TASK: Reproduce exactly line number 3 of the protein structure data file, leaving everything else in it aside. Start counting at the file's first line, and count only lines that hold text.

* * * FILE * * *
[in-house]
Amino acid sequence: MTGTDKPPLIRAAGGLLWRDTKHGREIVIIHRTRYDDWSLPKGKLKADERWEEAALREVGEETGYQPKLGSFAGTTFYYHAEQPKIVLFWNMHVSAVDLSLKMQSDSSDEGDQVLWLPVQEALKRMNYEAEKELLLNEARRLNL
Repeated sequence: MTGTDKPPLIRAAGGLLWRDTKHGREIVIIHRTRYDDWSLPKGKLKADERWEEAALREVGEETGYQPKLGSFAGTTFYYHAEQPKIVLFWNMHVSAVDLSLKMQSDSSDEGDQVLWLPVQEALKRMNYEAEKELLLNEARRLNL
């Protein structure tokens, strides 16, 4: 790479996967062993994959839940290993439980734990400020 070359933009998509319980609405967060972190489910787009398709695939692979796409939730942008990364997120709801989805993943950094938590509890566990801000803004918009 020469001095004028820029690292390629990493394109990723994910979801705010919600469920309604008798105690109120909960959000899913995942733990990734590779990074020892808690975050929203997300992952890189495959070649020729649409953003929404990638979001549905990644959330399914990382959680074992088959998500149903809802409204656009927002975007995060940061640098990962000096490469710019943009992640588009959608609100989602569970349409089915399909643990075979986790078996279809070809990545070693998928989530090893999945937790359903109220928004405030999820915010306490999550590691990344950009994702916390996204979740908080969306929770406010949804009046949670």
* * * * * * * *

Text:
Repeated sequence: MTGTDKPPLIRAAGGLLWRDTKHGREIVIIHRTRYDDWSLPKGKLKADERWEEAALREVGEETGYQPKLGSFAGTTFYYHAEQPKIVLFWNMHVSAVDLSLKMQSDSSDEGDQVLWLPVQEALKRMNYEAEKELLLNEARRLNL